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Topic: Approaching Stores to Carry Your Product  (Read 14853 times)
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« on: February 06, 2004 08:47:41 PM »

hello!! i'm a newbie (obviously), but i've been lurking for awhile and really like everything i see on here!!

but i'm starting with a question....how do you go about selling things at shops? i'm just not really sure how to approach this. so i just walk in with some samples and say "hey wanna sell these?".   Undecided

this is not something anyone i know does, but there are lots of stores i'm thinking of trying. also do you have to make your own displays for jewlery?

i'm just confused..so any help would be wonderful!!


"there are two kinds of people in this world, people who think there are two kinds of people in this world and those who know better"
« Reply #1 on: February 06, 2004 11:59:38 PM »

Well, I'm pretty new to this myself, but going around to stores with samples IS generally a good idea.  Often they will tell you to call and schedule an appointment with their buyer, unless he/she's working there at the time and not too busy (which hasn't happened in my experience).  And you can give them your card (assuming you have business cards--if you don't, get 'em!  verrrry important) so they have your contact info.

Good luck!!   Cheesy
« Reply #2 on: February 09, 2004 09:01:06 AM »

You don't have to provide a display for the store unless you want to or you have special display needs. It's also a good idea to have something to mail or drop off before you call for an appointment. Something like a postcard or line sheet. Then the buyer can have an idea or your work before you speak.


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« Reply #3 on: February 13, 2004 02:45:03 PM »

i was just going to post the same question, but i used the search featture (yay!) and found this.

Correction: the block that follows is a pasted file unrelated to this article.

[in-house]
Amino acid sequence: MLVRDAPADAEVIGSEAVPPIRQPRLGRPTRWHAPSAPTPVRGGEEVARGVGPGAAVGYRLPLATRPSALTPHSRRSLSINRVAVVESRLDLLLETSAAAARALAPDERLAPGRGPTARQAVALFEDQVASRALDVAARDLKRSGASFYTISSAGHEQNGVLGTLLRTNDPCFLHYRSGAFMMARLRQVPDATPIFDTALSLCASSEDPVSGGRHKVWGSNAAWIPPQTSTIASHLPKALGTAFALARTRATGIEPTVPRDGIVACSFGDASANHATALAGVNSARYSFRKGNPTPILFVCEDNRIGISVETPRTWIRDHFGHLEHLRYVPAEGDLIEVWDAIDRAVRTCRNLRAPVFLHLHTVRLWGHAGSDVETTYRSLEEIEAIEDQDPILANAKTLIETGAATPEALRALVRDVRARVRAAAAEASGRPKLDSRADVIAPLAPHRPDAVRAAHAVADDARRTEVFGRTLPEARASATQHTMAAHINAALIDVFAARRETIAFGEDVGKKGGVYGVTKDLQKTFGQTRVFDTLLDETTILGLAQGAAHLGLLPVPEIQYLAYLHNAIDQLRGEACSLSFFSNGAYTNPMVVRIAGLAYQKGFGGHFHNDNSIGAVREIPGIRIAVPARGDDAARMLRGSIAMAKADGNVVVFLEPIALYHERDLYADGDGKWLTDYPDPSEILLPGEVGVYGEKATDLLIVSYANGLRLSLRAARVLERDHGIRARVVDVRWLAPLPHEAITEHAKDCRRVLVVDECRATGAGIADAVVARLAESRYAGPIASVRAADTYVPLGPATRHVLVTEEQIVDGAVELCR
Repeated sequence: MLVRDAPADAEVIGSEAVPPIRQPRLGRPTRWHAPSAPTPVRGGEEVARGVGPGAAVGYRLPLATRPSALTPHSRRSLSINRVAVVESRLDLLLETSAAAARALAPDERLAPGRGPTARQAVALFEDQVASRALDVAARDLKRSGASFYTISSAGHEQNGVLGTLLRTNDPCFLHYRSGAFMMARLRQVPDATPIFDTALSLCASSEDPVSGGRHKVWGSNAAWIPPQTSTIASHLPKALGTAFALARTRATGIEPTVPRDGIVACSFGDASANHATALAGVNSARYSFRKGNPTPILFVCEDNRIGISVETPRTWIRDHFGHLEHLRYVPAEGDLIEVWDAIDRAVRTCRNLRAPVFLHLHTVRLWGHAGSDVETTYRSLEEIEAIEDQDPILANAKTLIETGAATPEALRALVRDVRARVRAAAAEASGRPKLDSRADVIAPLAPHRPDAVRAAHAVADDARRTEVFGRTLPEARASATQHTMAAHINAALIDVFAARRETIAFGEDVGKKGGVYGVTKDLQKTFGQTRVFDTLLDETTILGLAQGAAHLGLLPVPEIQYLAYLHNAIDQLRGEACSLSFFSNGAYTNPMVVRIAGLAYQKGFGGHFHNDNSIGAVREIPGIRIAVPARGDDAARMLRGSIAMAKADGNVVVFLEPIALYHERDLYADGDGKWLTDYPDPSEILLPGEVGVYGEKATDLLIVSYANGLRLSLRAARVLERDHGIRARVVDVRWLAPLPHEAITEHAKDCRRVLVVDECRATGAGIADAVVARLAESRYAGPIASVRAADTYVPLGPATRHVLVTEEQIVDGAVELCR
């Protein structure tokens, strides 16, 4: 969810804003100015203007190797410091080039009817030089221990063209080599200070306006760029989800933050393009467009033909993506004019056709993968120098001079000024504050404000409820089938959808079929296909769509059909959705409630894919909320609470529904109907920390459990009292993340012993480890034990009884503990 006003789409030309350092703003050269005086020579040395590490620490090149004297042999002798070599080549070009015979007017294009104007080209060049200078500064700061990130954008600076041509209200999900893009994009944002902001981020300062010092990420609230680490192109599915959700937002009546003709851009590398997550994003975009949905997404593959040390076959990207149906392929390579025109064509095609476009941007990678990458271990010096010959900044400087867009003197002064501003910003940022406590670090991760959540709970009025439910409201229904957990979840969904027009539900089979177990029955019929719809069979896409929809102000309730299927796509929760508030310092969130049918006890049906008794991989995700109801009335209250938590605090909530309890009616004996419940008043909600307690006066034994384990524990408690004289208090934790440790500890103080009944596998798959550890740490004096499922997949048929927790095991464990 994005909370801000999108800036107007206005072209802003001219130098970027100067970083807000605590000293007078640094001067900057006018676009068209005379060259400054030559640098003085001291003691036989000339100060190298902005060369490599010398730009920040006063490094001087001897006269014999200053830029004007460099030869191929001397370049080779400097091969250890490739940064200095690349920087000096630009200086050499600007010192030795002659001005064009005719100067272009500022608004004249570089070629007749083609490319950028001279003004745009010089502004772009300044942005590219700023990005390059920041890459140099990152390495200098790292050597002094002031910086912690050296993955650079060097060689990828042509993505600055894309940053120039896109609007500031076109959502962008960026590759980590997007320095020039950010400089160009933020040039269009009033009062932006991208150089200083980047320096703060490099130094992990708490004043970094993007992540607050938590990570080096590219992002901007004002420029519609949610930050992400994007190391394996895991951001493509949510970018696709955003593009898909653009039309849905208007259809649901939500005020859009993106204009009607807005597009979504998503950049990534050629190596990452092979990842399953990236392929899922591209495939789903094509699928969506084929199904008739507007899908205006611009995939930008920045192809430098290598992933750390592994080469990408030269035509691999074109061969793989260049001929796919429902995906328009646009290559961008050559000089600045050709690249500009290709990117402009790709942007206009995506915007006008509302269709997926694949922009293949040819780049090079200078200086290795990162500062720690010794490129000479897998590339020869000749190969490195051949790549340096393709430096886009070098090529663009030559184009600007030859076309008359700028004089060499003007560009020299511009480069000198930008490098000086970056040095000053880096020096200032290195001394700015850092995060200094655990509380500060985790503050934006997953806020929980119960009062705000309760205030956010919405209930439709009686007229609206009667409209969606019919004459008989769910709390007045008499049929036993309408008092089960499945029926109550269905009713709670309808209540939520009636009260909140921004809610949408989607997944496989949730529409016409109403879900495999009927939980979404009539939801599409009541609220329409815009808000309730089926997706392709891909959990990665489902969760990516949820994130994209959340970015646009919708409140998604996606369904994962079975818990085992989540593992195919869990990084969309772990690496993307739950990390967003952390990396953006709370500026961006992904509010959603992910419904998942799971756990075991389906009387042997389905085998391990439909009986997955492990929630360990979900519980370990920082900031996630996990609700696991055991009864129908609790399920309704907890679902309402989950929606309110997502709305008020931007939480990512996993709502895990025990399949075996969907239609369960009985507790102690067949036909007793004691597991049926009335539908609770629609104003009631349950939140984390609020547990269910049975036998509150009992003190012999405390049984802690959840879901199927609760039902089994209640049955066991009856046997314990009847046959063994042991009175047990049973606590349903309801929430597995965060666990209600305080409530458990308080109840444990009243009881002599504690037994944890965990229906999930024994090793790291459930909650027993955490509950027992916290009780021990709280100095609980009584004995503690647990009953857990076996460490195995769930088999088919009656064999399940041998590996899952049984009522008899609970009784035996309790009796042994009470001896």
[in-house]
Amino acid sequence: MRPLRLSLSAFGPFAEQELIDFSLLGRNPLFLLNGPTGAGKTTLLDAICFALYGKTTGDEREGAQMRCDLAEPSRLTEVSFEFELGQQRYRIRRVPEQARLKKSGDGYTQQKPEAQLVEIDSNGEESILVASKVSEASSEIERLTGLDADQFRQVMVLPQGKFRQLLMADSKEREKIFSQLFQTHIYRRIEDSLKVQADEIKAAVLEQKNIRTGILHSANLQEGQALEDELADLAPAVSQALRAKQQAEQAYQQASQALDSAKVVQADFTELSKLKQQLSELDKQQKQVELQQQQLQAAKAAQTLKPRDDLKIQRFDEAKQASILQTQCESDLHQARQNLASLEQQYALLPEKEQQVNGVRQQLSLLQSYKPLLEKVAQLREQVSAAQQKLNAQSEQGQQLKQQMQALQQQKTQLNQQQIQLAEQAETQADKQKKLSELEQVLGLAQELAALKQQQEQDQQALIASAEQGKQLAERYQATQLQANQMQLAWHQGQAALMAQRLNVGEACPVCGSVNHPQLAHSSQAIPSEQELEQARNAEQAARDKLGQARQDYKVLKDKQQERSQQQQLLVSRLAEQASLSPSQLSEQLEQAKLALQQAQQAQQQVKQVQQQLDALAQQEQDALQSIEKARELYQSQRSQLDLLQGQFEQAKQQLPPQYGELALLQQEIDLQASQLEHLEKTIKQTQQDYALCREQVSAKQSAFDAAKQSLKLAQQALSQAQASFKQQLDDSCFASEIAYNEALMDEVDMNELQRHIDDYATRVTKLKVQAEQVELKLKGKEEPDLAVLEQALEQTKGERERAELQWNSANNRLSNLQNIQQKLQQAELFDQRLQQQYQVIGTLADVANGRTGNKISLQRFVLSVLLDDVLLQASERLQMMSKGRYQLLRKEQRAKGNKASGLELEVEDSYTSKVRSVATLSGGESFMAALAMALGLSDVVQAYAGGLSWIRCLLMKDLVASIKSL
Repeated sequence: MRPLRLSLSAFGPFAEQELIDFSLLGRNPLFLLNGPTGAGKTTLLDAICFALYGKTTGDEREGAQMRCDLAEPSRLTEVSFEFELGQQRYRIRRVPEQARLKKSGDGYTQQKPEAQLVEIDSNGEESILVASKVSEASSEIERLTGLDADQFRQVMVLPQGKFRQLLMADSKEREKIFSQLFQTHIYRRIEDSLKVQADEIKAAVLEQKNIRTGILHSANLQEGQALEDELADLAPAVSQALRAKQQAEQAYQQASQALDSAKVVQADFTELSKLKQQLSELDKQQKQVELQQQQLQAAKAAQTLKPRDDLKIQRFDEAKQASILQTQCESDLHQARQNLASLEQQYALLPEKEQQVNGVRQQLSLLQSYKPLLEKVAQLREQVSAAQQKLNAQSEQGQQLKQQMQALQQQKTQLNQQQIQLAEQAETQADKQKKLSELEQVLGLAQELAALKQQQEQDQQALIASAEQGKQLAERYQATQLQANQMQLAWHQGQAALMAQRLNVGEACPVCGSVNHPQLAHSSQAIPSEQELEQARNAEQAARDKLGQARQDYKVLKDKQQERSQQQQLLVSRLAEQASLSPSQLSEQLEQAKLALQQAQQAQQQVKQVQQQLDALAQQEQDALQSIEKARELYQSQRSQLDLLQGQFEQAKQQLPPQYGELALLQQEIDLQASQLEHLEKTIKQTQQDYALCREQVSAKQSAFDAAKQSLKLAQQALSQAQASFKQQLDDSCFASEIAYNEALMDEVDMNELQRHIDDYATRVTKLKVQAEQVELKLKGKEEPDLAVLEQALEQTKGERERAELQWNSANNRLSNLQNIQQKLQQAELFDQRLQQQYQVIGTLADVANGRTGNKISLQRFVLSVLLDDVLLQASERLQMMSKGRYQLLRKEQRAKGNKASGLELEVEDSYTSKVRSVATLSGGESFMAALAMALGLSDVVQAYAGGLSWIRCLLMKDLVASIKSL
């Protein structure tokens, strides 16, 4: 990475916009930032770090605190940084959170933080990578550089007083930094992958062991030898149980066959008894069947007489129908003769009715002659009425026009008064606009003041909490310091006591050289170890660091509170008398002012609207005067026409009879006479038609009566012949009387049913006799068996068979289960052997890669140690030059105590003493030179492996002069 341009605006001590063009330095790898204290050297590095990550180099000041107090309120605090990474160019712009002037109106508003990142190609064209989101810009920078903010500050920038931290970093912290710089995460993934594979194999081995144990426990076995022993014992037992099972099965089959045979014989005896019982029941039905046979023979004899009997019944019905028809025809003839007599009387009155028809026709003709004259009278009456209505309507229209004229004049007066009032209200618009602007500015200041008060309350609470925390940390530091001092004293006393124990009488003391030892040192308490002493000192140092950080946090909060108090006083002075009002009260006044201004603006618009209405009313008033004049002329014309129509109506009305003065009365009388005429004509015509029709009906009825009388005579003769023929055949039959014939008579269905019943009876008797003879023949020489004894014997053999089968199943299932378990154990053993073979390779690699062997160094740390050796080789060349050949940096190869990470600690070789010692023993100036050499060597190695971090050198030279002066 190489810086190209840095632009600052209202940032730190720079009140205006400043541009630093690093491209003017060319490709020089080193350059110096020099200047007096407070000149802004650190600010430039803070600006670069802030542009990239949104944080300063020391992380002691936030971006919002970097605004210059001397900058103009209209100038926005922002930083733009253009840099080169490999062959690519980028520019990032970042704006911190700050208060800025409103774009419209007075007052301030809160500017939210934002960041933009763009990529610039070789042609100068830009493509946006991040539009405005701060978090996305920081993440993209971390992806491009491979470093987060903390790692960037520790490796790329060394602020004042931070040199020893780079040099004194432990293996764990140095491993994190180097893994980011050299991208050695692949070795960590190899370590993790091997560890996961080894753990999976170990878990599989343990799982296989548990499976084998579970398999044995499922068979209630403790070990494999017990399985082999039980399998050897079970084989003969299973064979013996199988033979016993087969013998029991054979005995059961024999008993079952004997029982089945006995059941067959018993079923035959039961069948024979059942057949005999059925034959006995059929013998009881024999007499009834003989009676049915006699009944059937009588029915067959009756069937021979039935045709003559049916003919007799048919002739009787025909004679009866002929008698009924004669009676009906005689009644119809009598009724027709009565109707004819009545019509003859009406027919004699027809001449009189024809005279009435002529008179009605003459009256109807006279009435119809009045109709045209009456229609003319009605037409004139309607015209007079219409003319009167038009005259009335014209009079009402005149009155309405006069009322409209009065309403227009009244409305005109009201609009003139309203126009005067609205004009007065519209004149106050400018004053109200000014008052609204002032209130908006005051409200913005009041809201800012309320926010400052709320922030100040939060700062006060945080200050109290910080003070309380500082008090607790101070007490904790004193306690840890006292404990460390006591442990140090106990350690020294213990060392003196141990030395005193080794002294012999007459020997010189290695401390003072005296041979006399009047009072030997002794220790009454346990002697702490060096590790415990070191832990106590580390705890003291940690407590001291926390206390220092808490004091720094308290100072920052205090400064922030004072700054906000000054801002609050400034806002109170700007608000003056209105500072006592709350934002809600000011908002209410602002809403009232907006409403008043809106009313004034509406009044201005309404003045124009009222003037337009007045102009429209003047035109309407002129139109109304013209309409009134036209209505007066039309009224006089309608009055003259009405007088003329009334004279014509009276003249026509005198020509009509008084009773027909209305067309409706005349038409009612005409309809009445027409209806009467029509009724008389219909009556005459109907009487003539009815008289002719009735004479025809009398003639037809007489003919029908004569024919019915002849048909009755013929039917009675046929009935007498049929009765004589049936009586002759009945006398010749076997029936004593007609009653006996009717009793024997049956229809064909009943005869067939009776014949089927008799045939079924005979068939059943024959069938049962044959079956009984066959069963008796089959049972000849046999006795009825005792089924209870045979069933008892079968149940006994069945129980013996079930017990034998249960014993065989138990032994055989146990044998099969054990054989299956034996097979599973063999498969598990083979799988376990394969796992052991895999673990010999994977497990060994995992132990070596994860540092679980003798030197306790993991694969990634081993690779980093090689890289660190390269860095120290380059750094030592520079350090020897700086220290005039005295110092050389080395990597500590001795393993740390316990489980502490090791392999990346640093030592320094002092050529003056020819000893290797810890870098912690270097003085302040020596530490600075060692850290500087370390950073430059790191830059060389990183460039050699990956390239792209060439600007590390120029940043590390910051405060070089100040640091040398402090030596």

this is my main priority at the moment. i'm just not sure how to make that initial phone call! i think i just need to grab the bull by the horns and go for it.

when taking samples along, does anyone have any suggestions for presenting them? i was thinking a porfolio would be quite nice for smaller items such as jewellery, but how about bigger items, like handbags and clothing?


Life isn't about finding yourself. Life is about creating yourself.
-George Bernard Shaw
« Reply #4 on: March 17, 2004 10:55:35 AM »

To start, survey your area and make a spreadsheet with the names of stores that you feel would be a good fit.  Also include on the spreadsheet the address, phone, email, website, owner/ manager, and any special notes like " Likes local designers".  Alot of this info you can find online and at citysearch under shopping for your area.  Take a day and survey all of the stores and make mental notes on price so you have an understanding of what their range is. I don't know what you make but start small because it is better to under commit & over deliver than vise versa.  You don't want to get too many orders that you can't fill immediately.  Once you have targeted  6-8 shops, call to make appointments.  Introduce yourself, expain what you are calling for and ask to make an appointment with the buyer.  When you go to your appointment, have a spreadsheet with item numbers for all pieces, a description for each and the wholesale price ( material cost x3 + what your time is worth )  They will ask you what your "price points" are and you can just hand them the sheet.  Also have business cards made to leave behind with your sheet.  If they want you to do consignment that is your descision but if that is the case then ask them what the percentage split is between you & the store (usually 60 you/40 them) and then YOU set the retail price making sure that 60% of it covers your return (wholesale price).  Go get em!

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« Reply #5 on: November 23, 2004 07:54:37 AM »


I want to talk to a cute novelty store nearby about selling a few of my projects. Does anyone have any tips?

« Reply #6 on: November 23, 2004 08:15:09 AM »

Be as professional as possible.  Put together a  case for your crafts so that you aren't just grabbing them out of the depths of your tote bag or whatever.  A refurbished suitcase is great for this. 

When in doubt, sauerkraut.
« Reply #7 on: November 23, 2004 08:18:49 AM »

Great thought! Thanks!
« Reply #8 on: November 23, 2004 09:30:48 AM »

Make line sheets (basically pics of the craft with wholesale prices- also include your logo address, website, etc) It looks professional and allows the owner to keep a record.

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I made a hell of a lot of crafts to get here.

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« Reply #9 on: November 23, 2004 11:38:20 AM »

I am considering taking my products to a local store to carry.  Any advice on how to appraoch the topic?

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